Just as the core theory of equity indexing was that diversification could substitute for exhaustive ( and perhaps unreliable) analysis of the underlying companies, the core theory of structured finance was that by combining large piles of individual credits into tradable securities, the packager would eliminate the need for a great deal of expensive and imprecise valuation of individual credits.  Once again, thanks to the magic of diversification, a few highly formalized (i.e., information-impoverished) metrics substituted for actually knowing which mortgages one was buying.

The essence of modern investment theory is to ascend to a level of abstraction that makes fallible individual judgment irrelevant.  Unfortunately, in the course of rendering such judgments irrelevant, one may also make them impossible. Climbing the ladder of abstraction, one inevitably sheds a heavy burden of information.  At 30,000 feet, every security on the ground looks like every other.  In 2007, as in 1987, just when it was most urgent to sort the good from the bad, it would become practically impossible for most investors to do so.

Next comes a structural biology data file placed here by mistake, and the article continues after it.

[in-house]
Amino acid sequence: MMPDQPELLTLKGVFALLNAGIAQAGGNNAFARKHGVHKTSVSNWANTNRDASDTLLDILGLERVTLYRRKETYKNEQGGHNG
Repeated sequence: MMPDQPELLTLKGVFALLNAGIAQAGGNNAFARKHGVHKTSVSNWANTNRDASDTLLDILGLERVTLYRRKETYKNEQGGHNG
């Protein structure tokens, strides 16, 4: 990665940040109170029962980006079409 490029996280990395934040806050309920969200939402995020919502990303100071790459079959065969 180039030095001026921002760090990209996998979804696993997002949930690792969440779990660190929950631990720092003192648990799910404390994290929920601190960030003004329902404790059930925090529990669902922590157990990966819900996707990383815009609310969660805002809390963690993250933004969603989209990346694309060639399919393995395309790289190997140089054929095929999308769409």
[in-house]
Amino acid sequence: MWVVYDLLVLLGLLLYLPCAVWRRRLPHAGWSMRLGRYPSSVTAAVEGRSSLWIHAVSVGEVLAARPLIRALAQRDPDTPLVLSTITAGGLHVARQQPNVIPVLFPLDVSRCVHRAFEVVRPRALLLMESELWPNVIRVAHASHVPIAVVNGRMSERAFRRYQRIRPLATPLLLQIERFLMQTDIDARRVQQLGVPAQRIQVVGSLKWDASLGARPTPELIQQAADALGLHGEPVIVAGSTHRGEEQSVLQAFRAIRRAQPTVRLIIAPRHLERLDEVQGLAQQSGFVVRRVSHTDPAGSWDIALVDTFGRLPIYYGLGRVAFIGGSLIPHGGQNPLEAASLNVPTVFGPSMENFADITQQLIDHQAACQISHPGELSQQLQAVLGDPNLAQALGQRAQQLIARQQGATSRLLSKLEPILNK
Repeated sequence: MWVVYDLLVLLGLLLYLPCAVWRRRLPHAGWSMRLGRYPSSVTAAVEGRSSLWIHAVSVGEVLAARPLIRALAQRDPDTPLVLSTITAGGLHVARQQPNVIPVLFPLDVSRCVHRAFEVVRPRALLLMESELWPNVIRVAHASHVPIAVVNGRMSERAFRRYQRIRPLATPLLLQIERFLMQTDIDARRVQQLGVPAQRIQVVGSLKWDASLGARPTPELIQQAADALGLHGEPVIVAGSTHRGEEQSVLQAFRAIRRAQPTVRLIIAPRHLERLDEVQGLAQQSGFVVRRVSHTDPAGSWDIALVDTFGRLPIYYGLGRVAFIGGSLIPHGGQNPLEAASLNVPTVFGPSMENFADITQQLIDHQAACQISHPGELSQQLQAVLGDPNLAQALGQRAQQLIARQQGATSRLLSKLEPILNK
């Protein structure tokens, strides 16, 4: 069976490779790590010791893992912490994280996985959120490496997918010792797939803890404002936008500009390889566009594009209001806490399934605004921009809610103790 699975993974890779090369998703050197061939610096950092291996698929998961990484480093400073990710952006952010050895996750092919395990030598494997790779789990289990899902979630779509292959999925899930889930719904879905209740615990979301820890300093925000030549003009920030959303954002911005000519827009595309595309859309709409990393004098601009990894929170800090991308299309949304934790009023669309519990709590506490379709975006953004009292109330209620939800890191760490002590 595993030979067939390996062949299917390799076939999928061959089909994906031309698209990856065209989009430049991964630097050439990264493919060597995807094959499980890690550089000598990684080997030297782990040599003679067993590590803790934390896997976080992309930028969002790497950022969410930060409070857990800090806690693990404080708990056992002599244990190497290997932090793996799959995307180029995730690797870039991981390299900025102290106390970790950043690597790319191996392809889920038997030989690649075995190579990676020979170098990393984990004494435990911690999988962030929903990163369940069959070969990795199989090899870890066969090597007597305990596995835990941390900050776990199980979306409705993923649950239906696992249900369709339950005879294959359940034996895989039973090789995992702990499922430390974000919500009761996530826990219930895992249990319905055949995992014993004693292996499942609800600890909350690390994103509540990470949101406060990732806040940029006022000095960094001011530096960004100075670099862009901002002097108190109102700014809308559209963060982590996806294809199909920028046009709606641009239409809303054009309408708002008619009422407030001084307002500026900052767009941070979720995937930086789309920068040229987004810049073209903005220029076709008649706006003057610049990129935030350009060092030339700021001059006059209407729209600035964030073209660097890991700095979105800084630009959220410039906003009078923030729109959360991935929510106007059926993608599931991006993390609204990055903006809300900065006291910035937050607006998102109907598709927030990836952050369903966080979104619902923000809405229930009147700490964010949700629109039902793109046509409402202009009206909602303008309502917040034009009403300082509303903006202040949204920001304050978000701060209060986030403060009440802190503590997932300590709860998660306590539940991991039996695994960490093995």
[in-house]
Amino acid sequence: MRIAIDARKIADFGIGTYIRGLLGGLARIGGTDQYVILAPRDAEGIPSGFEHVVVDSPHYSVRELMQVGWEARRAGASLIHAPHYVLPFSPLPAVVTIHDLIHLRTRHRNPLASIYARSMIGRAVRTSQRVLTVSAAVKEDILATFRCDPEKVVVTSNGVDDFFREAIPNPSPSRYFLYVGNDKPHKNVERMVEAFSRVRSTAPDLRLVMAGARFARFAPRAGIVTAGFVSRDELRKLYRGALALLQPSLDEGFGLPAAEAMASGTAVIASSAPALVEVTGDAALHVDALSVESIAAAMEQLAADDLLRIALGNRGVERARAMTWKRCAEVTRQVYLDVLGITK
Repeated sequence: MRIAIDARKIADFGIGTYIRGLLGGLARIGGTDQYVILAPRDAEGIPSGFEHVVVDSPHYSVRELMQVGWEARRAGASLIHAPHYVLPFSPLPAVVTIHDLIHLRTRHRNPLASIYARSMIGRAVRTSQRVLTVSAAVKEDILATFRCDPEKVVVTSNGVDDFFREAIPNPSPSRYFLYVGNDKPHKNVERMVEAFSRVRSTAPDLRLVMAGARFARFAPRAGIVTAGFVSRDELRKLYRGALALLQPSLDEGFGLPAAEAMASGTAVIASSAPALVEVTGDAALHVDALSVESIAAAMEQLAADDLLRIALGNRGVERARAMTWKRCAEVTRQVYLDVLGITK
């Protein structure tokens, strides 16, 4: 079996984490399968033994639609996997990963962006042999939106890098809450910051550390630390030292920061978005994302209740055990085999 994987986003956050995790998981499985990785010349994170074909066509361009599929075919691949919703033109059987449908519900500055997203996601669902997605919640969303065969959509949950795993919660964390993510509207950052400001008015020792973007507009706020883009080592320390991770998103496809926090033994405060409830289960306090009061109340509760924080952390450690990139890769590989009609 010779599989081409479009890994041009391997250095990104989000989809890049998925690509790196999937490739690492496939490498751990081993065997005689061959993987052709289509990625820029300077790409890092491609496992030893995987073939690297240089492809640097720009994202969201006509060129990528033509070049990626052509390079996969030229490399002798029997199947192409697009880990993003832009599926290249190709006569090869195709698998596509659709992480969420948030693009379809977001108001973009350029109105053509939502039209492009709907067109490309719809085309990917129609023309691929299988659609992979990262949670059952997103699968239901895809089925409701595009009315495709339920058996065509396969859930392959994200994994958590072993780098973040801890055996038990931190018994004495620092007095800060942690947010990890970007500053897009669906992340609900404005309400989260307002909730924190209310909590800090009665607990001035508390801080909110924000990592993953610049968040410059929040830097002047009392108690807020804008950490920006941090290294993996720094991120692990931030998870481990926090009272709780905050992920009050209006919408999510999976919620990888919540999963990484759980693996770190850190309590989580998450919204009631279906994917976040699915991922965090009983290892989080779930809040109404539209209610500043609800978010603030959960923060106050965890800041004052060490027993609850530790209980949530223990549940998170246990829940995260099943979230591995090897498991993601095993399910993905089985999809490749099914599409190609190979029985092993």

From Panic- The Betrayal of Capitalism by Wall Street and Washington by Andrew Redleaf and Richard Vigilante

HKO comment:

Investment theories were driven by models which by definition excluded extraneous variables.  By relying on an extreme form of diversification, and insurance products to virtually eliminate risk there was no need for analysis and judgment. Panic ensued because the very information excluded from the models now showed them what they did not know , but it now even more unfortunately did not show them what they did know.  In the absence of the analysts which they no longer needed they had no idea how to value the assets. Every major firm used the same models of diversification and thus ironically became less systematically diversified. When the “fat tail” violently displayed the extraneous variables omitted from the model, the destruction was system wide.